“Any official representation of Israel on the international cultural scene is an endorsement of its policies and the genocide in Gaza,” the letter reads. Signatories include photographer and activist Nan Goldin and artists representing their countries in 14 pavilions of this year's Biennale, including those of Chile, Finland and Nigeria.

On Tuesday, Art Not Genocide Alliance said in a statement on Instagram that Patir's protest was an empty and opportunistic gesture “timed for maximum press coverage.” Patir should not show a video work even with the pavilion doors closed, the statement added.

In its February letter, the group drew historical parallels to justify its call for a ban. In the 1960s, the Italian government banned South Africa due to apartheid. And when Russia launched a full-scale invasion of Ukraine in 2022, the Russian artists chosen to represent it decided to withdraw. (This year too, Russia is not participating and has lent its large pavilion to Bolivia, in a privileged position in the Biennale gardens.)

Biennale organizers rejected these comparisons, saying that any country recognized by the Italian government was free to participate. Italian lawmakers gave even stronger support. In February, Gennaro Sangiuliano, Italy's culture minister, said that Israel has both “the right to express its art” and the duty to “bear witness to its people precisely at a time like this when they have been ruthlessly struck by ruthless terrorists. “

Throughout the uproar, Patir, whose work is little known outside Israel, remained silent, declining interview requests as she completed work on her pavilion show, which is called “(M)otherland.”

Initial descriptions of the presentation called it “a fertility pavilion,” but Patir said the show was actually an exploration of the pressure on women to become mothers. Four years ago, Patir said, she was diagnosed with a genetic mutation that increased the risk of breast and ovarian cancer, and doctors recommended that she freeze her eggs so she wouldn't lose her chance at motherhood.

In that moment, she found herself “confronted with the patriarchal gaze of the medical world, which was trying to put me in this fertility box,” Patir said. She began recording her medical appointments for use in her work.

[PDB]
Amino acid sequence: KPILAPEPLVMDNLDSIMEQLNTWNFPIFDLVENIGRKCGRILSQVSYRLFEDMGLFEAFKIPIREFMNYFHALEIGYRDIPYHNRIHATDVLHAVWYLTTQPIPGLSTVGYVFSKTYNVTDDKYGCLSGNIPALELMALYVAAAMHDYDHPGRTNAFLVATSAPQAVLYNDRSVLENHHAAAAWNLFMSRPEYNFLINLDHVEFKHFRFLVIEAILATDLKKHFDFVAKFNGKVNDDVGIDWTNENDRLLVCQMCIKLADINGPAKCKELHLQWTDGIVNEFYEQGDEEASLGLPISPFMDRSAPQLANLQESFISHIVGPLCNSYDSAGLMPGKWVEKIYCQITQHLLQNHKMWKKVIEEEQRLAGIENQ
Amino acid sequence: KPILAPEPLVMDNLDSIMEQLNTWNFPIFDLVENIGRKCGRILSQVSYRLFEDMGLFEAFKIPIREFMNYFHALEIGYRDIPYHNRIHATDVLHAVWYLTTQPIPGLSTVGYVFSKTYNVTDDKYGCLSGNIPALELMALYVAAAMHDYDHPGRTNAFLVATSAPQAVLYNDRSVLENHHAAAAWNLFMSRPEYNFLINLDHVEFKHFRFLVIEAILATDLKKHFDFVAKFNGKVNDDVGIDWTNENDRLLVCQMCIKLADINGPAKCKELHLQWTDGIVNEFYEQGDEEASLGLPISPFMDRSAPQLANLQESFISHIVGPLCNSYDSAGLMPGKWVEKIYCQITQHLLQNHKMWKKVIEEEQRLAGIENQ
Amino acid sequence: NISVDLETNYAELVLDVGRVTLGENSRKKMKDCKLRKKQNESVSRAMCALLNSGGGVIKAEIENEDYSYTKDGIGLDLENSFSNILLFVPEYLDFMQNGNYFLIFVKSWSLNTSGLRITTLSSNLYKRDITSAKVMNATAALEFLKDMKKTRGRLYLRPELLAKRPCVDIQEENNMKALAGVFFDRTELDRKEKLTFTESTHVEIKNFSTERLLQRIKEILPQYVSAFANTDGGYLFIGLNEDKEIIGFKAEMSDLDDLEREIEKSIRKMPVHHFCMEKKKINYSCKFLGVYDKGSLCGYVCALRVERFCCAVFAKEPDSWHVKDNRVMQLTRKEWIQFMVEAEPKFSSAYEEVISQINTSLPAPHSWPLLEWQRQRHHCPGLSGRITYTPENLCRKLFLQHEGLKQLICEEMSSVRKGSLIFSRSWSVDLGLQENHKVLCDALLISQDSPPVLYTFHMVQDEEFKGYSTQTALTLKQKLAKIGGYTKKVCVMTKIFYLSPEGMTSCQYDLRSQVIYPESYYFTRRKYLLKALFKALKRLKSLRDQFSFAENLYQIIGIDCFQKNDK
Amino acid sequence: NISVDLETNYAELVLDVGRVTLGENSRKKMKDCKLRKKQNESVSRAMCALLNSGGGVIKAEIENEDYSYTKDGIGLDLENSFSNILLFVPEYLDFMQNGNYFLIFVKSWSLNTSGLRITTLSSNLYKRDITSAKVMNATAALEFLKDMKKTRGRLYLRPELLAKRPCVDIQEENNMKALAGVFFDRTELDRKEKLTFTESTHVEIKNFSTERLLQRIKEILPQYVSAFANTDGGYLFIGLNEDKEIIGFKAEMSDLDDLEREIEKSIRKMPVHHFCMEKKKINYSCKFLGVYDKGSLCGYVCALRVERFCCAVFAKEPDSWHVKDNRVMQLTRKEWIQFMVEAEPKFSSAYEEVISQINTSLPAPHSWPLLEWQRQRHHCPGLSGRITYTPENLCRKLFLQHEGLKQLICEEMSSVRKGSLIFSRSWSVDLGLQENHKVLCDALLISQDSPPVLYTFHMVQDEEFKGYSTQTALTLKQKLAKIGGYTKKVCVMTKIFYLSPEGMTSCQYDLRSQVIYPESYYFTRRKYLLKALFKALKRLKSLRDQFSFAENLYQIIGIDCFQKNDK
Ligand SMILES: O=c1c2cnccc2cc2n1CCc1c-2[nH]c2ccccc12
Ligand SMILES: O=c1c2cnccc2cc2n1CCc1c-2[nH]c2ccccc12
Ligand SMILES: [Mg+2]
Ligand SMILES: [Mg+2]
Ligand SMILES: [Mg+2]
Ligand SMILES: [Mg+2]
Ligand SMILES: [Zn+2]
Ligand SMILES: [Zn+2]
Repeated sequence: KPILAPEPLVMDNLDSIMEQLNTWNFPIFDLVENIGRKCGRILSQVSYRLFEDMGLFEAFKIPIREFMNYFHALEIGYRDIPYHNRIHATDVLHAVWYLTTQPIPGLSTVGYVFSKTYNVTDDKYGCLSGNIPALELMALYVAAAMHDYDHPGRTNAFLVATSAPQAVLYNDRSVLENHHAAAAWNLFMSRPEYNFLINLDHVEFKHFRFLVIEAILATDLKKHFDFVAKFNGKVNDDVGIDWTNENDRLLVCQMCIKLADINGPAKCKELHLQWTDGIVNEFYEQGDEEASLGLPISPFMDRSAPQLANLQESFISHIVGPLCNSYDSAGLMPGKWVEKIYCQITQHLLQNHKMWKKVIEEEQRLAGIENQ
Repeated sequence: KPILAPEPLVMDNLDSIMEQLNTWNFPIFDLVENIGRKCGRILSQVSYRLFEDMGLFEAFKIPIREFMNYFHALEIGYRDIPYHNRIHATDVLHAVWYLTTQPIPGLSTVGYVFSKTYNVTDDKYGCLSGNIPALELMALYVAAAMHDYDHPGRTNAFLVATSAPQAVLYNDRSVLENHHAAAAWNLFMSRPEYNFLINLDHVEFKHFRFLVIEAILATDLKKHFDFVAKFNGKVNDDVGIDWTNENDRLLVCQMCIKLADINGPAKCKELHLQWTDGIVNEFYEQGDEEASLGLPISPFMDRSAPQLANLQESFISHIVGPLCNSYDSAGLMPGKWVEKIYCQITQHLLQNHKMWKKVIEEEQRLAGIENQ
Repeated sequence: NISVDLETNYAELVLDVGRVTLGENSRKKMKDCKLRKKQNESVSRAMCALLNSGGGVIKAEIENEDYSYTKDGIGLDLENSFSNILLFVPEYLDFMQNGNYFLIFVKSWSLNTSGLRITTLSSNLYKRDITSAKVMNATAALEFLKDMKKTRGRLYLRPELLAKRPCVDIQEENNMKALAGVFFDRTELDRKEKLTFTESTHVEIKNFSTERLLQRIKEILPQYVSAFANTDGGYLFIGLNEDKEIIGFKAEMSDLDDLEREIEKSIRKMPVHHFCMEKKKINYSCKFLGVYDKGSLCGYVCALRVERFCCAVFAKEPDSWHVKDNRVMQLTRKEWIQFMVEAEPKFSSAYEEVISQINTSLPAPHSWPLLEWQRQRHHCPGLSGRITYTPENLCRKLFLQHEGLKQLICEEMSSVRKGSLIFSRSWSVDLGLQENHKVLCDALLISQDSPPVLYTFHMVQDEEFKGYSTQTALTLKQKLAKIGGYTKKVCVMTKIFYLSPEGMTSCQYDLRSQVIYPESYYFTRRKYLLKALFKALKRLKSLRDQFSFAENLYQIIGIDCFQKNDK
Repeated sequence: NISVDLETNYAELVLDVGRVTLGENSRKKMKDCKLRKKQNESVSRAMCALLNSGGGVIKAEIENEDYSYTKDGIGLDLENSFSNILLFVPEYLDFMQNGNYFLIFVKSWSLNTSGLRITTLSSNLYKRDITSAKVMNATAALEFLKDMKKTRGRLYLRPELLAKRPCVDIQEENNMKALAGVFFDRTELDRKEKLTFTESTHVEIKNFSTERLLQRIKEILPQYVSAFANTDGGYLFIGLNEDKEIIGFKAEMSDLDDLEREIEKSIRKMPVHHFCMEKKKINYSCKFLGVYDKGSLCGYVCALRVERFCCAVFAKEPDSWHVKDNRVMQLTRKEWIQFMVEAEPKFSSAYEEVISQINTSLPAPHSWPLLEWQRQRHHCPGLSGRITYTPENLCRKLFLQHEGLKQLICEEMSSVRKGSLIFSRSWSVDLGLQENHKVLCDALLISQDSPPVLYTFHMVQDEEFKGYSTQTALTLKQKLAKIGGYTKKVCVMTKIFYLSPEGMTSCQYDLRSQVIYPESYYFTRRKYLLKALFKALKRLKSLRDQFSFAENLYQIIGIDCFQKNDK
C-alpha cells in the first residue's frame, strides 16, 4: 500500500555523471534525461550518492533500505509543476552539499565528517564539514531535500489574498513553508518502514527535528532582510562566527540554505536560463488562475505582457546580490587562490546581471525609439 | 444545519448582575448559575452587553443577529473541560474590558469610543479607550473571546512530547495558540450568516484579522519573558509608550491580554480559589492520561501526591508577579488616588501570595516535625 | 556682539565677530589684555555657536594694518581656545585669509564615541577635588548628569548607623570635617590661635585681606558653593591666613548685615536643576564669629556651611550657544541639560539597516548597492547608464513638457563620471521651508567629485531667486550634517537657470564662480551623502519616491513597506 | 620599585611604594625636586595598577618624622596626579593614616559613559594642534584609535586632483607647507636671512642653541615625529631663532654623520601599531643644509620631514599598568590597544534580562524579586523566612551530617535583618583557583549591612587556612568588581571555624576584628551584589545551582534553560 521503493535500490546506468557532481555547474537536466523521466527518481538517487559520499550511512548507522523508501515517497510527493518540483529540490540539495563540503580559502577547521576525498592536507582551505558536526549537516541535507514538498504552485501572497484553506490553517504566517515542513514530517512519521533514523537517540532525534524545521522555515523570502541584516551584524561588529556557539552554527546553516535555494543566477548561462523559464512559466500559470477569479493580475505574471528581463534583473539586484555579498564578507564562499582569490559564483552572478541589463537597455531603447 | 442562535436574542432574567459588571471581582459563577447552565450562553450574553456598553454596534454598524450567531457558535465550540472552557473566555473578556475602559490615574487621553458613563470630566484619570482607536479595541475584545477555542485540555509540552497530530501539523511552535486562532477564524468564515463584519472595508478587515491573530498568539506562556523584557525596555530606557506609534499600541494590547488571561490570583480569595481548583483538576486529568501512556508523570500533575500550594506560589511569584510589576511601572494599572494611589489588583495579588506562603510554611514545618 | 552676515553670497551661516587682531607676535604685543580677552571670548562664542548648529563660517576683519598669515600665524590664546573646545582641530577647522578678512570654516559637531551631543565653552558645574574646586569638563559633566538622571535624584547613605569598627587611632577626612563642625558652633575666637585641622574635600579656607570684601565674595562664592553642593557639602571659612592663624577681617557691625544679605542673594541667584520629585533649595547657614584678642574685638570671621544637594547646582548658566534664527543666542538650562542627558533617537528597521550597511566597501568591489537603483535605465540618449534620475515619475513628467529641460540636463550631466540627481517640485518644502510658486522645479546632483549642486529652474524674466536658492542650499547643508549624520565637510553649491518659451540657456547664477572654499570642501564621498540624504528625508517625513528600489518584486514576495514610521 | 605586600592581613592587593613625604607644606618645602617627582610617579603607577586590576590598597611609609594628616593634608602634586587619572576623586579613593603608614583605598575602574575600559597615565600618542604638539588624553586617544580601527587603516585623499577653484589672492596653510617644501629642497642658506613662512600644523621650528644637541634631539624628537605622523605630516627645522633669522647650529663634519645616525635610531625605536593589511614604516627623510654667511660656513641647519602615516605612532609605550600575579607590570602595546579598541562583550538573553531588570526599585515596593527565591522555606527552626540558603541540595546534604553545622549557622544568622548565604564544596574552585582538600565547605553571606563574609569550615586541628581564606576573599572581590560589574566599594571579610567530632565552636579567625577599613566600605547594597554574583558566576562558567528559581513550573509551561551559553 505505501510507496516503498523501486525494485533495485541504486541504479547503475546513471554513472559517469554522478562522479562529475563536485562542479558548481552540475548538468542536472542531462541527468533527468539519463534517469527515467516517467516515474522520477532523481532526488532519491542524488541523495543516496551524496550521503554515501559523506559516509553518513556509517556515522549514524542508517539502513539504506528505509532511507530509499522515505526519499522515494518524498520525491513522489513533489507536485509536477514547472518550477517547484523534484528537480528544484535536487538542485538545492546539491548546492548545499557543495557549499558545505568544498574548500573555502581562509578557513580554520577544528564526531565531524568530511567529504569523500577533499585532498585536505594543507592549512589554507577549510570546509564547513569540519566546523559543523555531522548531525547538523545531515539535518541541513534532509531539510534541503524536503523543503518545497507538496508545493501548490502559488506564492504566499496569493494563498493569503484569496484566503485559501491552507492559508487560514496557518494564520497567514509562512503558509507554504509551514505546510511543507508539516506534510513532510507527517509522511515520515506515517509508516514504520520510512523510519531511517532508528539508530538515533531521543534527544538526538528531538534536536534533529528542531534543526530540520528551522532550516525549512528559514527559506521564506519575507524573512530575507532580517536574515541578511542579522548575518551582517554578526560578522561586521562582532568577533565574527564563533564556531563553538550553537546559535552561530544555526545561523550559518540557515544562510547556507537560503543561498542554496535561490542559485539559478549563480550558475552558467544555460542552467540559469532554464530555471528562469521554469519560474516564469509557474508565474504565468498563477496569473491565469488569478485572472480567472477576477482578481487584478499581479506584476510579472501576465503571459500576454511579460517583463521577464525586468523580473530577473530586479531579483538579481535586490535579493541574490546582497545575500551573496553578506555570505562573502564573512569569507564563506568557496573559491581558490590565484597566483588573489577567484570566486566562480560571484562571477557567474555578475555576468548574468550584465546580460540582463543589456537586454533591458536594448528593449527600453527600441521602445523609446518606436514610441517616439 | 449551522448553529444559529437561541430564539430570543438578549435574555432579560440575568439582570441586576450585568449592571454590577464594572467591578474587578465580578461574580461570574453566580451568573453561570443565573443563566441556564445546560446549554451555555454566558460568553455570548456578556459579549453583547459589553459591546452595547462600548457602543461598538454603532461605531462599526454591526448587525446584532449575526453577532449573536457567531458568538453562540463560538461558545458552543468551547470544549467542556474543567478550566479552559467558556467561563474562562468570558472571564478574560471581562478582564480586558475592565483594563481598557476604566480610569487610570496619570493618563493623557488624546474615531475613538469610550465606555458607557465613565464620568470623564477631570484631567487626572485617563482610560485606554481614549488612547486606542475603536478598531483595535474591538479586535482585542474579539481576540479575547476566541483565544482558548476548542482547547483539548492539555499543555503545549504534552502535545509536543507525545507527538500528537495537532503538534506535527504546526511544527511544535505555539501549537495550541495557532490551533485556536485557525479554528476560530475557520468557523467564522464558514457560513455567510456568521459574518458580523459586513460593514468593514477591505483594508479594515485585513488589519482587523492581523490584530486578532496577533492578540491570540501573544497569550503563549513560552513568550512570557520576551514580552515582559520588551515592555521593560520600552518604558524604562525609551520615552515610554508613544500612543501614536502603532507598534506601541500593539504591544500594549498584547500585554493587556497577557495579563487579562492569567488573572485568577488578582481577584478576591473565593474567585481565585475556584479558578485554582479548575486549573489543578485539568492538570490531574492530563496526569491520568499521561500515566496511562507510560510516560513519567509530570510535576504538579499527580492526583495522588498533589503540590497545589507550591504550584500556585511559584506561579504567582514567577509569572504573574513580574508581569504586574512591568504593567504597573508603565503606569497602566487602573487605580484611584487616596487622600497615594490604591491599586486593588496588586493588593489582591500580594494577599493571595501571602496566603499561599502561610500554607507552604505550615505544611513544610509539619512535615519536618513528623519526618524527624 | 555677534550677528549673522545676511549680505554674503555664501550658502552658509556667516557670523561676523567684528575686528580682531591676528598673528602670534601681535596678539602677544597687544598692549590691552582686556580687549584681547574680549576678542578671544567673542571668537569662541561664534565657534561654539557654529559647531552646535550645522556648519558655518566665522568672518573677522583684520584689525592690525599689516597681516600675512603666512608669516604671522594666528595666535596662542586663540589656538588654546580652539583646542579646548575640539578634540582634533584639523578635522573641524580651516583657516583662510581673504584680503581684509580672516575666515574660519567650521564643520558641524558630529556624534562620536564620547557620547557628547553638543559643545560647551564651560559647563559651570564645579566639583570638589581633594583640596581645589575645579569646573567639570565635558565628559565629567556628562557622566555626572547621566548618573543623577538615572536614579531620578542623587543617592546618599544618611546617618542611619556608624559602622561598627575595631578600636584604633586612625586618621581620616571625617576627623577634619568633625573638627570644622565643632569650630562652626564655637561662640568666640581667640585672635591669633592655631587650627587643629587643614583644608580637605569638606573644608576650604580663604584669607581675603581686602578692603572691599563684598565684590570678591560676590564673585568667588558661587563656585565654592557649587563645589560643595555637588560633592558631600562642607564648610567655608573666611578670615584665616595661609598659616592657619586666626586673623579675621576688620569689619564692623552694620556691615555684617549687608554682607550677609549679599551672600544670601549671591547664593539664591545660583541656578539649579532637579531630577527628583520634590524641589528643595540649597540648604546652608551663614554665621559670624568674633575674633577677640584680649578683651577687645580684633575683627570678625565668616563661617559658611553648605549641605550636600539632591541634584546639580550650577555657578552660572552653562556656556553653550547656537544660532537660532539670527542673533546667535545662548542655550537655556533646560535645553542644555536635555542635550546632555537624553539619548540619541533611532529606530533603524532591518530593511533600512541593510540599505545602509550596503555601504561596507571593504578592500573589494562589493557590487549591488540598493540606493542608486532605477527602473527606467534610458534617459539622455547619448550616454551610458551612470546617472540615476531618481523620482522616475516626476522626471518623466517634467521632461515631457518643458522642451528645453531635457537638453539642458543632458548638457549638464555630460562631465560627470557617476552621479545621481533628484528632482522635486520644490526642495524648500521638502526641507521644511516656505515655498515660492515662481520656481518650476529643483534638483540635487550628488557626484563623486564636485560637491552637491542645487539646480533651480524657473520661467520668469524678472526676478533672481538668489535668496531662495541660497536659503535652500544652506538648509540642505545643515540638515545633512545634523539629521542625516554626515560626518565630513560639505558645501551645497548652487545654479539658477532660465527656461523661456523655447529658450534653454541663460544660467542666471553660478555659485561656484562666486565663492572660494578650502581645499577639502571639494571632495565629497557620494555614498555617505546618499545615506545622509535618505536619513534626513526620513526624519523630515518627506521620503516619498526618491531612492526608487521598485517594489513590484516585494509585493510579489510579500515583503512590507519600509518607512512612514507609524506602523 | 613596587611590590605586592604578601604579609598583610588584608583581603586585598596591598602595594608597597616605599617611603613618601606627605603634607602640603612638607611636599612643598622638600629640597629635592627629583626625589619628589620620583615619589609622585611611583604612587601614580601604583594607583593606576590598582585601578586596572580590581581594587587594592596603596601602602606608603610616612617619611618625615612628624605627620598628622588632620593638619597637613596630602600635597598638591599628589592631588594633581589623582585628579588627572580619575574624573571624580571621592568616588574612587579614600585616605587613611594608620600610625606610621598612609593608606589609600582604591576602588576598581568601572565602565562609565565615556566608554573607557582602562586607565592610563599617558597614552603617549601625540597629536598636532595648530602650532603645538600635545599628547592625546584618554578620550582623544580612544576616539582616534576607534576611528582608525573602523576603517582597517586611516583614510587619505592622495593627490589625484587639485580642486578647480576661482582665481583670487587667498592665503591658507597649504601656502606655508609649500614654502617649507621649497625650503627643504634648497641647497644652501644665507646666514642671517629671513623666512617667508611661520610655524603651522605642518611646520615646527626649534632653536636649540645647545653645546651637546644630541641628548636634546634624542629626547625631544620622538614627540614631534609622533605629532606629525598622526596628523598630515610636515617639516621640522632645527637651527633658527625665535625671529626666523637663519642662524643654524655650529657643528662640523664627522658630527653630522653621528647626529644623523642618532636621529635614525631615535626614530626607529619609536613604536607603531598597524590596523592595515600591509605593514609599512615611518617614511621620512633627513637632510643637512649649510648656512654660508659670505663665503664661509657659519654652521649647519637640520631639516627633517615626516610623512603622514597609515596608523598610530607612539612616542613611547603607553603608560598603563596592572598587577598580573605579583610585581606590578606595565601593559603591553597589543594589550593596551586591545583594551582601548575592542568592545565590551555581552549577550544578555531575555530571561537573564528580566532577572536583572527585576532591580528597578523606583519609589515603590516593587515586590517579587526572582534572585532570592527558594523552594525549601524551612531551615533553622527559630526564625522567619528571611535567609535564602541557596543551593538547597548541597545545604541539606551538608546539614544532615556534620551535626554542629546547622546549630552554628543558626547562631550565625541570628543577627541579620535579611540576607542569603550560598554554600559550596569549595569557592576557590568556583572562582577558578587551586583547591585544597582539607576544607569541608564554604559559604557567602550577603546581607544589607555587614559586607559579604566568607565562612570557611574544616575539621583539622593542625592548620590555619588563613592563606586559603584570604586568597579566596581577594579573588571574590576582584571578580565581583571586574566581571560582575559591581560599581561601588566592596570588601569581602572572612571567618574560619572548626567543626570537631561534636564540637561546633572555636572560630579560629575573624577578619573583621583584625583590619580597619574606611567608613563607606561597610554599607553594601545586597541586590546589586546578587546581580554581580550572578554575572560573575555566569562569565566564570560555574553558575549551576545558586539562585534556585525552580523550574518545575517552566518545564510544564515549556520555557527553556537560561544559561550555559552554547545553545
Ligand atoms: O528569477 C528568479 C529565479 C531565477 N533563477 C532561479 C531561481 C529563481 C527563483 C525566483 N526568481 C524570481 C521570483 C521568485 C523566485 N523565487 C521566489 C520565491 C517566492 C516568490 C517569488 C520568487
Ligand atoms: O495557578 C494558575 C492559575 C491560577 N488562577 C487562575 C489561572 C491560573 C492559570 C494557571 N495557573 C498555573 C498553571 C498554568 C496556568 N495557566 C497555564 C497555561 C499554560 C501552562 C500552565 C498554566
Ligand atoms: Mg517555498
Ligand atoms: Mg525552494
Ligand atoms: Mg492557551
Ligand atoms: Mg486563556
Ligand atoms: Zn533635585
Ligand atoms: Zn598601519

Last September, a committee of Israeli art professionals, appointed by the culture ministry, chose Patir to travel to Venice; a month later, Hamas attacked Israel.

Patir said he cried regularly over those attacks and Israel's retaliation in Gaza. He had also regularly participated in protests in Tel Aviv, he added, calling for a deal on the hostages and the resignation of Prime Minister Benjamin Netanyahu. Working on the pavilion show was his only solace, Patir said, although the conflict casts a shadow over that too.

During a visit to the Israeli Antiquities Authority's warehouses to examine the collection of ancient fertility goddesses, Patir said, an archivist let her handle a series of broken and fragmented statues. “It was almost shocking,” Patir recalled, “to see these women destroyed in relation to all the images on the news.”

As the event approached, Patir said she and the curators hoped the situation might change. They couldn't imagine “that we would be in Venice in April with the hostages still prisoners, with the war still going on,” Patir said. So they made some decisions: first to cancel the party that traditionally celebrates the opening of the pavilion, then to create a work of art in response to the war, and finally to close the exhibition completely.

There has been little progress towards a ceasefire and tensions have risen between Israel and Iran. But Patir said he hopes the conditions will be met to welcome visitors before the Biennale ends on November 24.

“I believe we will open it,” Patir said. “I think we will.”

Gabby Sobelman contributed reporting from Rehovot, Israel.